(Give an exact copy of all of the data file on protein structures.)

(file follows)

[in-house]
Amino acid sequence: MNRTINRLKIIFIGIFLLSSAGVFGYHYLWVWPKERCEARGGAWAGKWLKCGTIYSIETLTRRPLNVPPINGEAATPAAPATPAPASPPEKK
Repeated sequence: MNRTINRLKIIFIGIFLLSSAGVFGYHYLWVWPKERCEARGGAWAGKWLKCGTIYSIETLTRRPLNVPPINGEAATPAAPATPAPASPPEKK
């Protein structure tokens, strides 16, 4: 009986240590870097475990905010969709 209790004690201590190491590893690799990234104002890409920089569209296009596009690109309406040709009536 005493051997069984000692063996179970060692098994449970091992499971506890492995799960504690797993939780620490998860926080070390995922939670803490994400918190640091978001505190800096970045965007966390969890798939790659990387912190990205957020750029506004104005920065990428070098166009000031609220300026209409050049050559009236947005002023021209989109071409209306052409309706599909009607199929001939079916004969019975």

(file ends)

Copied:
[in-house]
Amino acid sequence: MNRTINRLKIIFIGIFLLSSAGVFGYHYLWVWPKERCEARGGAWAGKWLKCGTIYSIETLTRRPLNVPPINGEAATPAAPATPAPASPPEKK
Repeated sequence: MNRTINRLKIIFIGIFLLSSAGVFGYHYLWVWPKERCEARGGAWAGKWLKCGTIYSIETLTRRPLNVPPINGEAATPAAPATPAPASPPEKK
């Protein structure tokens, strides 16, 4: 009986240590870097475990905010969709 209790004690201590190491590893690799990234104002890409920089569209296009596009690109309406040709009536 005493051997069984000692063996179970060692098994449970091992499971506890492995799960504690797993939780620490998860926080070390995922939670803490994400918190640091978001505190800096970045965007966390969890798939790659990387912190990205957020750029506004104005920065990428070098166009000031609220300026209409050049050559009236947005002023021209989109071409209306052409309706599909009607199929001939079916004969019975």